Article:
The Walnut Valley Guitar Festival was, as always, eventful. We arrived on late Wednesday afternoon and quickly sat up our tent in the vendor parking area. The sky began to darken and we thought we were wise to have our tent set up before the ran begun. We decided to skedaddle into Winfield proper for dinner and a few last minute provisions. As we pulled back into the park where the festival is held the tornado sirens began to blare. Then the rain began. Then the wind. Chris and I sat in the cargo van for a bit then decided to join the mass of people battling wind and rain as the raced to the safety of the grandstand. The grandstand was built of cinder blocks below the stadium seating and was our designated “safe place” to ride out the storm.
I never heard confirmation but my security guard friend said two tornadoes were sighted in Winfield, both dipping down from the clouds but not touching down on the ground.
It was scary. Chris and I both from Oklahoma and have known tornadoes all of our lives. This was the most frightened we’ve been.
When the storm passed, clean up began. Bedraggled folkies and bluegrass lovers returned to campsites with downed limbs, canopies (EZ Ups) twisted and useless, and collapsed tents and a whole lot of standing water. Our tent was flattened but resurrected with only a few bent poles. Our bedding was soaked though, because being the clever girl I am, I had rolled out the thermarests and tossed the pillows into the tent before leaving for dinner.
One of the things I love about the Winfield festival is that the campers roll with whatever is tossed at them. They’ve come for a good time, good music, and very little is going to keep them from enjoying themselves. Everyone stays in good spirits. Throughout the festival the usual first question when seeing a friend, or making friends, was “Where were you Wednesday night?”
We heard some great music at Winfield despite the long days selling lavender and yarn from 10am-9pm. My friend Cathy (a Winfield virgin) and I walked over to Stage VII in the Pecan Grove to catch one of my favorite bands, Truckstop Honeymoon. Stage VII is an unofficial stage without amplification. It can be difficult to hear if you don’t get there early enough and have to stand way in the back leaning against a silver Honda. Since I know most of their songs, I was able to follow along.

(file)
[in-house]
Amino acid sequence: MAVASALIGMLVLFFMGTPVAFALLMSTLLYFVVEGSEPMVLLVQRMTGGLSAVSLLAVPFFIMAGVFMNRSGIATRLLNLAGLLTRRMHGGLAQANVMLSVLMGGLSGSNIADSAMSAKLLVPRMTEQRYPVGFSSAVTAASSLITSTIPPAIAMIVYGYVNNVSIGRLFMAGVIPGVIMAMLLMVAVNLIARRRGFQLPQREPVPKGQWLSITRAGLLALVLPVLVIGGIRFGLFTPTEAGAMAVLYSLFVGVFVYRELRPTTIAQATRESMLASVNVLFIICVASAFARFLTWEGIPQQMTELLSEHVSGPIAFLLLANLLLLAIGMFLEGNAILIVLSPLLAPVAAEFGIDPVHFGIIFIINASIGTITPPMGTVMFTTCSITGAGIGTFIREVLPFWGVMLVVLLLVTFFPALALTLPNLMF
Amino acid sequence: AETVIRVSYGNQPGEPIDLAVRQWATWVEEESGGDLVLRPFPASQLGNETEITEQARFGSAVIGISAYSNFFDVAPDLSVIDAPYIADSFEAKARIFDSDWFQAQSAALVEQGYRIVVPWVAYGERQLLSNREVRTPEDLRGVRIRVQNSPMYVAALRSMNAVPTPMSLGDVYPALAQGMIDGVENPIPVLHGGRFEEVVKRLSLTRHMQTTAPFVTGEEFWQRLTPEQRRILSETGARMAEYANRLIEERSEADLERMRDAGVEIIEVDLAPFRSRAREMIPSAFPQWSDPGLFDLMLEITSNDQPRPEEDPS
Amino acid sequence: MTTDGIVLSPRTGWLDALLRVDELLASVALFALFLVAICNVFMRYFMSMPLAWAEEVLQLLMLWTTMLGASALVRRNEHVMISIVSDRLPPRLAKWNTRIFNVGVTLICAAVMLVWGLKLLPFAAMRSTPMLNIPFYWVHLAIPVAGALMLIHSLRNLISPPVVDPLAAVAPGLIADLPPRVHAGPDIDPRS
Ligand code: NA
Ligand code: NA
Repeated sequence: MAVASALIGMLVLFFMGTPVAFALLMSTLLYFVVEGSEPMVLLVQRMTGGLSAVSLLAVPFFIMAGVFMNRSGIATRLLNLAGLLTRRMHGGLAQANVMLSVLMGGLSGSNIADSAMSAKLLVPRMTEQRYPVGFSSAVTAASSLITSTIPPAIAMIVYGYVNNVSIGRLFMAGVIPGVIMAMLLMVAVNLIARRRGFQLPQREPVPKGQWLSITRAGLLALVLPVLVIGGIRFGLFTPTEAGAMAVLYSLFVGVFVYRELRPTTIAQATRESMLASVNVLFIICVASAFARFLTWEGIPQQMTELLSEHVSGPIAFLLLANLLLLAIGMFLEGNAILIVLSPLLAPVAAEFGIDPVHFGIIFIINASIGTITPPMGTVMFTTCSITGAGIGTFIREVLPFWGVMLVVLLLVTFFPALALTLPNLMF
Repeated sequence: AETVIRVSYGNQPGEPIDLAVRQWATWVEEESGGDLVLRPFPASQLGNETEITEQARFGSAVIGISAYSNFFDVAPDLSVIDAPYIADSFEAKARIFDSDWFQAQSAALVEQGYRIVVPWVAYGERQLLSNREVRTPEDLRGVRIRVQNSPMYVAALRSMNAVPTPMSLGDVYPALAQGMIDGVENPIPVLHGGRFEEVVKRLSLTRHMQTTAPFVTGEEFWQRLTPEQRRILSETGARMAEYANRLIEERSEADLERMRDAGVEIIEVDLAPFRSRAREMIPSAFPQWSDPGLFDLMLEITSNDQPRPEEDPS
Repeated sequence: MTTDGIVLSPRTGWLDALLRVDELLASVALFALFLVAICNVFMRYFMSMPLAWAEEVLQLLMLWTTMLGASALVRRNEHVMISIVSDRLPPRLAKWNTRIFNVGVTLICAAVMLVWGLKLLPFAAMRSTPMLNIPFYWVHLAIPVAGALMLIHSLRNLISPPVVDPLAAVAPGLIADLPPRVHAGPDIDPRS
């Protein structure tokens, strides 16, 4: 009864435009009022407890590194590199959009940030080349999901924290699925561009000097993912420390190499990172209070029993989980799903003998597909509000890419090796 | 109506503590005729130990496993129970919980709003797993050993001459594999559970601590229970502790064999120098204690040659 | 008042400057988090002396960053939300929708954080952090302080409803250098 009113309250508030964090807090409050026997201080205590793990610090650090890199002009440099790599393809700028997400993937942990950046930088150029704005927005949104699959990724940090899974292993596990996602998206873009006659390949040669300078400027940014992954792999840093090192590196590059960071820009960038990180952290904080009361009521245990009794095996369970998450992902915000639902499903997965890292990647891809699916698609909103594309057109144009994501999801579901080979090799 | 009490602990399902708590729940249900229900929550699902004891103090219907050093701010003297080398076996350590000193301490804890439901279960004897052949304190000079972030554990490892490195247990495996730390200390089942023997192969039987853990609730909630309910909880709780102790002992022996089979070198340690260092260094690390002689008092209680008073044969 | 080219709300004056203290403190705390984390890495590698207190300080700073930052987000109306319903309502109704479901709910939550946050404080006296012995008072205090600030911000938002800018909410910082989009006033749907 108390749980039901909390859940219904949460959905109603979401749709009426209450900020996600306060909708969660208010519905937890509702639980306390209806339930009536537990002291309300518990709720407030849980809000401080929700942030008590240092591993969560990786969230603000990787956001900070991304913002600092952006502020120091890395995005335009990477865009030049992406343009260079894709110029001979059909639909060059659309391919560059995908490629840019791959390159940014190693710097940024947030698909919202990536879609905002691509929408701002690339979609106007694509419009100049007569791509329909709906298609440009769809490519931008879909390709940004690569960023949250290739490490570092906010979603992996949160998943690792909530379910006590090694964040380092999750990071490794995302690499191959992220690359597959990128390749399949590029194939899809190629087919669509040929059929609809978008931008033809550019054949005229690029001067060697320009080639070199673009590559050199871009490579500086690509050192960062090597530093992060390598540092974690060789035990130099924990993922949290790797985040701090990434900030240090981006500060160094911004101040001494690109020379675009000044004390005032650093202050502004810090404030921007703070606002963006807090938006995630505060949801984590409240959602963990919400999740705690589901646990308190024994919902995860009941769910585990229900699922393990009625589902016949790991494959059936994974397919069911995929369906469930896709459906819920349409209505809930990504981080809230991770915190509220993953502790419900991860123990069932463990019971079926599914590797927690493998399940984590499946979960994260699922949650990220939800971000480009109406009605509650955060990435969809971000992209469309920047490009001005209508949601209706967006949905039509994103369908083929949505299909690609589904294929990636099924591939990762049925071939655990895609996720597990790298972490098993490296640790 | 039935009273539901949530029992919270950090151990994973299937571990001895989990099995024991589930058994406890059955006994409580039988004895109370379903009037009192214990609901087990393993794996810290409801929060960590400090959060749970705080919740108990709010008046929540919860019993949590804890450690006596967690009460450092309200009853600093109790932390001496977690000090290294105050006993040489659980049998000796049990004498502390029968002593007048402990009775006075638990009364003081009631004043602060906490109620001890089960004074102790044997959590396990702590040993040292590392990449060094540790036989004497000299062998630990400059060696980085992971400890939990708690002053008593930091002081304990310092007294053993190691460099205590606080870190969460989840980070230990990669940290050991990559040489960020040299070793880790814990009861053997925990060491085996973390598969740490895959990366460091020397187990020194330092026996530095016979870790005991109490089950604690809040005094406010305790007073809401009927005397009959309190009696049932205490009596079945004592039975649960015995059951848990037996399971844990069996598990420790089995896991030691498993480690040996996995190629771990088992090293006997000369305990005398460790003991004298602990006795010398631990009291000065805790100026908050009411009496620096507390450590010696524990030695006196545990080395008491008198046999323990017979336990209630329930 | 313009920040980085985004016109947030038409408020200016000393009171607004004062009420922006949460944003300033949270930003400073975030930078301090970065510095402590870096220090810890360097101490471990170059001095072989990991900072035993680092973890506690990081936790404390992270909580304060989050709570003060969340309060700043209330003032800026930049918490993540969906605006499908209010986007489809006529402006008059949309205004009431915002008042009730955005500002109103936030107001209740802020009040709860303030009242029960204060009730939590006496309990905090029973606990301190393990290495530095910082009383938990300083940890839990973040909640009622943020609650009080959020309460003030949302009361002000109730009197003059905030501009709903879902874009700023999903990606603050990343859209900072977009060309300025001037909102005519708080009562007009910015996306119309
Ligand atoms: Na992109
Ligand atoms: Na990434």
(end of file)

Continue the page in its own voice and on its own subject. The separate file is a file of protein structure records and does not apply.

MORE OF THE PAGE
After closing shop one night Chris and I walked over to catch Mountain Heart on Stage 1. We had a good time and if you’re a bluegrass music lover, this is an energetic band you might enjoy.
Time after time in our booth I was thrilled to see people pulling their knitting out their bags to show me what they were working on while at Winfield. This festival is a great place for public knitting! There was Gordon, who was working over in the hammered dulcimer booth but stopped to tell me about one of his knitting triumphs, I’d call it an opus. Gorden knitted a queen-sized bed spread on size 0 needles! And he had photos to prove it! It was stunning – I mean stunning! After taking forty years to complete the spread he is currently working on a lovely blue scarf with rich texture.
There was also Elise who I thoroughly enjoyed talking to about lace knitting. She bought some blue silk to make an Echo Flower Shawl and I can’t wait to see it finished!
The next day a trio of young people came through the pavilion and one of the girls had on a fantastic beret. Chris was off listening to the fingerstyle championships so I grabbed one of my vendor neighbors to watch my booth for a few minutes while I raced after the girl with the green beret. (yes – I do these kinds of things regularly) I asked her if she were the knitter but she said no, it was a gift from someone in her camp. Being the obsessive type I asked her if she’d have her knitting friend stop by the lavender booth sometime before the festival ended. The next day the knitting friend did indeed stop by! It was my new friend Elise! (the beret in question is a take on the Hemlock Ring Throw. Ravel it if you’re curious!)
We arrived back at the farm late Sunday evening exhausted but happy. Sleeping in your own bed is a wonderful thing my friends.
But there is no rest when one is facing a busy fall schedule. New yarn arrived yesterday and I’m already back in the studio dyeing like a woman possessed in order to be ready for the next festivals.
Didn’t I say Yarn Giveaway in the title of this post? YES! Here’s the info on the yarn giveaway!
The giveaway is over – Congratulations to Katherine in Nebraska!
We have several new colorways for Autumn, which officially begins with the Equinox on Wednesday September 23rd. It’s been a while since Lost City Knits has had a giveaway. This one is a bit different and will occur on our Facebook page. Here’s the skinny – become a friend of LostCity Knits (no space between Lost and City – link is on the sidebar of this page) and tag one of the designated Autumn Yarn Colorways photos with your name. The contest runs through Sunday night (midnight Lost City time). I’ll randomly choose a tagged name and make the big announcement on Monday. There will be three colors to choose from – Anything But Drab, Hearth, and Horseshoes with Van Gogh. All are in our fabulous Oak Barn Merino 1000yds/90grams lace yarn.